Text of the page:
The Jesuit Trifecta
The Jesuits arrived in New Spain (Mexico’s then name) in 1572 as a triple threat. Their work in education was unparalleled allowing sons of Spanish and Creole families to be thoroughly educated close to home. Since their allegiance was with the Pope, not the King, the Jesuits installed the thought of breaking free from Spain here in San Miguel.
Secondly, with conversion, they also educated the enslaved indigenous in the arts and sciences forming in them thoughts independent of their masters.
Thirdly, they were brilliant business men. The Jesuits firmly believed in owning property and adored receiving gifts of land. Their ownership and management of the mines in nearby Pozos was financially staggering for the time.
By the mid 1600s the 336 Jesuits in Mexico administered the most admired colleges and seminaries. By 1767 there were 678 Jesuits owning and operating 24 colleges, 11 seminaries, 102 missions and 27 strategic haciendas providing income for their various interests.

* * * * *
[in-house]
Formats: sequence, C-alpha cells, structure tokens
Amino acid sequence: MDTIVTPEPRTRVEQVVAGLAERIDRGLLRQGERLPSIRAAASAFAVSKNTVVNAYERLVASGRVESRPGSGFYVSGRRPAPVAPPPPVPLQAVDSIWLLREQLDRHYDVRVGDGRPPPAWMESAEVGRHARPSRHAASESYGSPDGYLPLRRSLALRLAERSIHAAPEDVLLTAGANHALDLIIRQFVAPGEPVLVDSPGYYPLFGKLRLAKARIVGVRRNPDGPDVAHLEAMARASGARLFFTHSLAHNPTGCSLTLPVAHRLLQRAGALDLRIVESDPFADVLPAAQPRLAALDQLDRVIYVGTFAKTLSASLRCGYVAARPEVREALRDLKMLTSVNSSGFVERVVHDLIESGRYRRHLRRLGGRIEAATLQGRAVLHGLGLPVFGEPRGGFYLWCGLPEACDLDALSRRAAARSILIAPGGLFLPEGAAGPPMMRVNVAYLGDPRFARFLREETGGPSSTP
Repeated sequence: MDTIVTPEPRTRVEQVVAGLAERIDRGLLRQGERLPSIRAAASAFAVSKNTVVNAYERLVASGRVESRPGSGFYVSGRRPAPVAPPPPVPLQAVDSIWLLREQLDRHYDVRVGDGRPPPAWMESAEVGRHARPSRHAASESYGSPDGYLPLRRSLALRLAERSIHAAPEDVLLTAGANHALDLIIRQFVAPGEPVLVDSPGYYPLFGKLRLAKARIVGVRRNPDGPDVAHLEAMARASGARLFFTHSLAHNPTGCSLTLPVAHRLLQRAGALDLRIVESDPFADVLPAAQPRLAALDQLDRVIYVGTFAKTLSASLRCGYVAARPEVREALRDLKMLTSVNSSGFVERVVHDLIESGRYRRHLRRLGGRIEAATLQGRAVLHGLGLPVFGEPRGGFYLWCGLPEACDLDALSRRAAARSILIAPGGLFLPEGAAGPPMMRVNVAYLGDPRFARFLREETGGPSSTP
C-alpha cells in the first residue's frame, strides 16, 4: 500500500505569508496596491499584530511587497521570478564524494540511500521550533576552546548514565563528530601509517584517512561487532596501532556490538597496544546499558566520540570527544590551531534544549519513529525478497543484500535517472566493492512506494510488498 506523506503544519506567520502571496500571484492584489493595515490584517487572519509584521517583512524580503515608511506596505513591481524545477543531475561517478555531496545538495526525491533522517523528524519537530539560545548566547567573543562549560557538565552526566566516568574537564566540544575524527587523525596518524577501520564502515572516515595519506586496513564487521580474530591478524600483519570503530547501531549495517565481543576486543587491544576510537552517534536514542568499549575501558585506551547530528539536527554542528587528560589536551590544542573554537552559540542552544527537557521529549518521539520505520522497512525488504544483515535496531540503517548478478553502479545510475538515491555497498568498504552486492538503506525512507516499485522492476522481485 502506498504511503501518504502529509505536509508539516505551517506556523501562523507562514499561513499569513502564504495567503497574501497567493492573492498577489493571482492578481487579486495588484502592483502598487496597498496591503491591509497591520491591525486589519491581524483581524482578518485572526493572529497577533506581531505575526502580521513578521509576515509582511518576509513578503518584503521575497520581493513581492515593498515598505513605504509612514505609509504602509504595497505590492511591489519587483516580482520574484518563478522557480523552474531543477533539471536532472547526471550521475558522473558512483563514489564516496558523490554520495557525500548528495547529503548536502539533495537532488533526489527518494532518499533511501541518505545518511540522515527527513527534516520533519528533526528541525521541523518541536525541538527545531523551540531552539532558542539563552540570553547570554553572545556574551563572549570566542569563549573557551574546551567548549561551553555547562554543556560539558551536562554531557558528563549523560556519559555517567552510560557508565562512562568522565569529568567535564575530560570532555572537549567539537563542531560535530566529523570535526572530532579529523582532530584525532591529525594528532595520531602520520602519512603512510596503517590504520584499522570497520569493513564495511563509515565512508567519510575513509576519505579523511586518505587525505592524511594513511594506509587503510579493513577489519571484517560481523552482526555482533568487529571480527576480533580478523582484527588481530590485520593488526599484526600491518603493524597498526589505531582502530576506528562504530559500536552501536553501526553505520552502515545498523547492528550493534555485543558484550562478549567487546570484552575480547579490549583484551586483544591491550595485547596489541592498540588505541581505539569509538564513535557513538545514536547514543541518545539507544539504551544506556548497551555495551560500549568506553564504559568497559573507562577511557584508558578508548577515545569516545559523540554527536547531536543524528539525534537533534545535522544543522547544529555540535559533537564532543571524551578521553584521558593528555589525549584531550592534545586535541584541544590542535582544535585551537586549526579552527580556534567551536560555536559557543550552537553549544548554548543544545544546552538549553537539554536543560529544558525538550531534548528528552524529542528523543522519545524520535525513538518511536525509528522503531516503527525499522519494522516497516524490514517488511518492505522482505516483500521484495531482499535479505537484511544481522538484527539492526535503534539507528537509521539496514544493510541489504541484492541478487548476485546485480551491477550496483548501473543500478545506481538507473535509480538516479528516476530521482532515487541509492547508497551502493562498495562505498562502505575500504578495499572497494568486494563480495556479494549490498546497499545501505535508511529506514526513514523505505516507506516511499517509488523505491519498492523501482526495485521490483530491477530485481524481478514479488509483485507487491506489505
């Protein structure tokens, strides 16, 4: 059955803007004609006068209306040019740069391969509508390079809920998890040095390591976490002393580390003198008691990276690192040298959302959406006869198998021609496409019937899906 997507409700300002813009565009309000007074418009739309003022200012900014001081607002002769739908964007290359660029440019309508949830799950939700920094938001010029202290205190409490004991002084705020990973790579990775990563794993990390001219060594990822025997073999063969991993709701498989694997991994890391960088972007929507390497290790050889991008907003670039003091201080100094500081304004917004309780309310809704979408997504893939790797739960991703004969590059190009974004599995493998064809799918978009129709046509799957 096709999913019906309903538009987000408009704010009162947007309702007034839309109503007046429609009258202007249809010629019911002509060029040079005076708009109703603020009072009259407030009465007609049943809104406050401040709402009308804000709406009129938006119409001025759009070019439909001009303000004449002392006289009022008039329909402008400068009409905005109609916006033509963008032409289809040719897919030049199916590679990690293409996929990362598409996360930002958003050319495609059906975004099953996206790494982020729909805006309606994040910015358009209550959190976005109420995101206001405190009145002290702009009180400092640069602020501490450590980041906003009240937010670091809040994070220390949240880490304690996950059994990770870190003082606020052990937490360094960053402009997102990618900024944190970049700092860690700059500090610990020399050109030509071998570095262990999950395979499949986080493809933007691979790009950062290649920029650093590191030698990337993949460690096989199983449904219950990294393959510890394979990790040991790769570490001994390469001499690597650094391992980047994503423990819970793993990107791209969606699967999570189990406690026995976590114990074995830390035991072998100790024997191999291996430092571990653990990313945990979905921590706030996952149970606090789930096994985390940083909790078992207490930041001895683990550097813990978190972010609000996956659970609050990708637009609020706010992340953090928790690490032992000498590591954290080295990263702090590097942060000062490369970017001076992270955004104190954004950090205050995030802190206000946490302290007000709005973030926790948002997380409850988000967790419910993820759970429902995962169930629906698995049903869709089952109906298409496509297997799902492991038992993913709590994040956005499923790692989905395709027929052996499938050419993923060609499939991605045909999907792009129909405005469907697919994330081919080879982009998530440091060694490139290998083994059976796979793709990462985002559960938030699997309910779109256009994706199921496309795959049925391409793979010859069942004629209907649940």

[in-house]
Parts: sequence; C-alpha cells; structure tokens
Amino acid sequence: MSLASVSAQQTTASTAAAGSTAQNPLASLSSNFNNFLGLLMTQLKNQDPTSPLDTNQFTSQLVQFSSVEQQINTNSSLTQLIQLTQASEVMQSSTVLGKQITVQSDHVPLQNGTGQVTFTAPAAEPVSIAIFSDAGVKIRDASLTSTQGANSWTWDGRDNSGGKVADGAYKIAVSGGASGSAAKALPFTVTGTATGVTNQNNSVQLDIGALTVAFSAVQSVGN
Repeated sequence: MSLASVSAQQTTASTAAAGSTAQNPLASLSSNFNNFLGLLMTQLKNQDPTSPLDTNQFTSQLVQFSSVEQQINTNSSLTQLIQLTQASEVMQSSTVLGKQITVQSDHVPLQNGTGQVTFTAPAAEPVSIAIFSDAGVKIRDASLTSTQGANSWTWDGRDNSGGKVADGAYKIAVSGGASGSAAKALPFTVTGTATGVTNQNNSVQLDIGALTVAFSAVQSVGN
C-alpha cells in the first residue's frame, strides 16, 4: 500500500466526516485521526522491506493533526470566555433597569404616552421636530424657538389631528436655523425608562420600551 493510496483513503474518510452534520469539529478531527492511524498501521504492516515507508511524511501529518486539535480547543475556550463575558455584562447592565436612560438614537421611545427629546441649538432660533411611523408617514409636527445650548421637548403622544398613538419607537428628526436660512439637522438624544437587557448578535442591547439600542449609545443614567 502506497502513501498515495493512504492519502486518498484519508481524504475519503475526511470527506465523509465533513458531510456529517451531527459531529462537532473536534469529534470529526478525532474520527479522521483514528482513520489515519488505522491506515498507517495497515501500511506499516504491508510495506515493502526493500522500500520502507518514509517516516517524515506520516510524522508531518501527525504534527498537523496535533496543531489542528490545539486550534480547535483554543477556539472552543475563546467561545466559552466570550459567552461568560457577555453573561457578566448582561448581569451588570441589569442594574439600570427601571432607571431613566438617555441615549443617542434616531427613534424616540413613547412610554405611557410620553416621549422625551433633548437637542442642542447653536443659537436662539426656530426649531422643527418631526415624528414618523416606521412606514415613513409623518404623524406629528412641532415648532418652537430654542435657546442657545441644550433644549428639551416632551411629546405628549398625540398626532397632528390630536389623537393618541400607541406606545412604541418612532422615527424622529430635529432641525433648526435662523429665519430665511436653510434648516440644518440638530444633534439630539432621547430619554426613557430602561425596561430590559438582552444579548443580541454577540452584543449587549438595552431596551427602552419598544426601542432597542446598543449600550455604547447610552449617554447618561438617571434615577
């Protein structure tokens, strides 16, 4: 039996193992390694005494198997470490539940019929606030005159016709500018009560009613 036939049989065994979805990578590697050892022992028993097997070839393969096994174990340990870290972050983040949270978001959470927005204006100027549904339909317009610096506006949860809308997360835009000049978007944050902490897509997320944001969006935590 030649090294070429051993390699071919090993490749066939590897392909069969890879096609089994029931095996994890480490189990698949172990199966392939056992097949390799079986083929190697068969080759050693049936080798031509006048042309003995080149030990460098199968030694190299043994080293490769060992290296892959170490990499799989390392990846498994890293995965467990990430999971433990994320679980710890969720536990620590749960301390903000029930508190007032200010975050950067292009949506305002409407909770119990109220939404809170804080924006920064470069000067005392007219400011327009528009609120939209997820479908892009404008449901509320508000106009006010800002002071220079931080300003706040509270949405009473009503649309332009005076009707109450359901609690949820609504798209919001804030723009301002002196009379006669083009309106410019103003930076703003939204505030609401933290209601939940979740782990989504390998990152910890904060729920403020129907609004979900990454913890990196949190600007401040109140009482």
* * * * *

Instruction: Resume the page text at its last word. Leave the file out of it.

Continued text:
In that same year, 1767, King Carlos the Third signed secret decrees against the Jesuits. A plan was executed across the country overnight. The successful plan was carefully coordinated in an effort to surprise and thereby prevent efforts by Jesuit supporters to protect them.
Jesuits were to leave Mexico immediately with no more than the clothes they wore while soldiers pillaged their churches, schools and businesses. Those who resisted were punished by death. The ruins of smelters and mines called St. Bridget, in nearby Pozos, are remnants of the Jesuits’ business savvy.
Many Jesuits fled to the mountain caves around Guanajuato and on the feast day of St. Ignatius, founder of the Jesuits, I’d join my daughter in a pilgrimage up the mountain to the caves. The procession is an act of gratitude thanking the Jesuits for planting the seed of an independent Mexico an idea that came home to roost in San Miguel making town the cradle of Mexican independence.